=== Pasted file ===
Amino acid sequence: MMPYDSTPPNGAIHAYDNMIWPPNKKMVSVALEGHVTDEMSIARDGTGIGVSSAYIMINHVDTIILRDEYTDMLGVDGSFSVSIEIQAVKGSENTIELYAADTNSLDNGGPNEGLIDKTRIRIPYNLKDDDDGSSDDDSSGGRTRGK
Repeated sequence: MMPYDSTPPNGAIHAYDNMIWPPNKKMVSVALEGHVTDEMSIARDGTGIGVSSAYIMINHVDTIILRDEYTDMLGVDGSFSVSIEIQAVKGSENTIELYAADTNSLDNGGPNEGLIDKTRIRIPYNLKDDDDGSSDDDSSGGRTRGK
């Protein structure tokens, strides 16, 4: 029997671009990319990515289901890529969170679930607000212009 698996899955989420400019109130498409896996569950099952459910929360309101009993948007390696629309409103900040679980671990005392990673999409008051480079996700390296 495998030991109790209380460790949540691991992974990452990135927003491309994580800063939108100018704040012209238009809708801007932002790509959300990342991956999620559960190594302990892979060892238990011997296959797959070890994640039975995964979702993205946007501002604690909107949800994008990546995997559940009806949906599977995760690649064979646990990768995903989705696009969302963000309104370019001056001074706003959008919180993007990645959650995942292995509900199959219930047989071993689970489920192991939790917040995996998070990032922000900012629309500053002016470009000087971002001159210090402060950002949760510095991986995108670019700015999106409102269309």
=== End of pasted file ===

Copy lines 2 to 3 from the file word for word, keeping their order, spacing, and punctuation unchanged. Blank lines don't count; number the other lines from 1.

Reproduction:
Repeated sequence: MMPYDSTPPNGAIHAYDNMIWPPNKKMVSVALEGHVTDEMSIARDGTGIGVSSAYIMINHVDTIILRDEYTDMLGVDGSFSVSIEIQAVKGSENTIELYAADTNSLDNGGPNEGLIDKTRIRIPYNLKDDDDGSSDDDSSGGRTRGK
């Protein structure tokens, strides 16, 4: 029997671009990319990515289901890529969170679930607000212009 698996899955989420400019109130498409896996569950099952459910929360309101009993948007390696629309409103900040679980671990005392990673999409008051480079996700390296 495998030991109790209380460790949540691991992974990452990135927003491309994580800063939108100018704040012209238009809708801007932002790509959300990342991956999620559960190594302990892979060892238990011997296959797959070890994640039975995964979702993205946007501002604690909107949800994008990546995997559940009806949906599977995760690649064979646990990768995903989705696009969302963000309104370019001056001074706003959008919180993007990645959650995942292995509900199959219930047989071993689970489920192991939790917040995996998070990032922000900012629309500053002016470009000087971002001159210090402060950002949760510095991986995108670019700015999106409102269309």